The Kent County, Mich., Department of Public Works has issued a request for proposals seeking an anchor tenant as it continues to work toward converting part of its South Kent landfill into a sustainable business park.
The project, whose goal is to attract companies that specialize in reclaiming and converting waste material that would otherwise be dumped into the landfill, will be built on 250 acres adjacent to the waste facility in Byron Center. Kent County is in western Michigan.
“The vision of the Sustainable Business Park is to group businesses that can process waste and mutually benefit each other because of their physical closeness in the park, as well as from the processes they use to develop a feedstock or a fuel that benefits fellow tenants,” says Darwin Baas, director of the Kent County Department of Public Works, based in Grand Rapids.
The master plan for the business park was approved in 2018. The request for proposals solidifies its progress toward reclaiming or converting a significant portion of the 2.1 million cubic yards of solid waste landfilled by residents and businesses in Kent County each year.
“The Kent County Department of Public Works brought together national and local experts to create a plan for the sustainable business park to make West Michigan a leader in waste recovery,” Baas says. “The master plan is a roadmap that is helping our team move strategically forward on this new concept.”
The master plan guides work that needs to be done to develop the business park in context with the other pieces of Kent County’s plan to maintain an integrated solid waste system that moves the county closer to a material management planning process and further away from landfilling as its primary disposal outlet.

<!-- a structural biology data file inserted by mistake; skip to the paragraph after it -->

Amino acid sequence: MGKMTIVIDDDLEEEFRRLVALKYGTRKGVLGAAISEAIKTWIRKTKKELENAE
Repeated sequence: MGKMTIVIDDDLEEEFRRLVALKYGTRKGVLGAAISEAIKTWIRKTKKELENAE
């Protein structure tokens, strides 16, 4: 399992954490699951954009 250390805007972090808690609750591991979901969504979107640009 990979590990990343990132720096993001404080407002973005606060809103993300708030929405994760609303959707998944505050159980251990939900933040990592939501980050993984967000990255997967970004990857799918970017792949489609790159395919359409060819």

“The master plan provides a set of recommendations for how to prioritize diverting the most critical and impactful pieces of the waste flow to landfill,” Baas says.
Gershman, Brickner & Bratton (GBB) is one of the county’s advisers that served as the project team lead for a committee group of solid waste, engineering, and financing consultants. The county’s Department of Public Works also contracted directly with Byrum & Fisk Communications to advance marketing and communications for the effort, as well as local market experts Sustainable Research Group, and more recently added The Right Place to lead the economic development activity.
“The objective of the RFP is to identify innovative companies with proven track records who use technology to divert and process waste which is currently sent to landfills in West Michigan,” says Jennifer Porter, vice president of GBB, based in McLean, Va. “The desired company will have experience with mechanically sorting materials from residential, commercial, and industrial solid wastes.”
Following the mechanical separation process, the sorted plastics, metals, organic materials, and other resources will be further processed into new products and feedstocks such as engineered fuel, compost, building materials, and aggregates.
“This is not only better for the environment than landfilling, but it will also spur additional economic development activity and create more jobs,” says Porter.
Baas says the county is seeking a company that will work collaboratively with local and regional stakeholders.
“We’re looking for a company that has operating experience and skills that we consider either proven or demonstrated, based on their operational time, processing capacity and other factors at existing facilities in the U.S. or abroad,” he says. “Bottom line, our goal is to reduce waste going to landfill by 90% by 2030, so the company needs to be willing to work with Kent County to build operational capacity while at the same time being flexible as our inbound waste streams change due to national, state, or local policy, modifications in consumer behavior, and changes in the way products are manufactured.”
Questions about the request for proposals are due via email by July 22, and the proposal submission deadline is Sept. 9.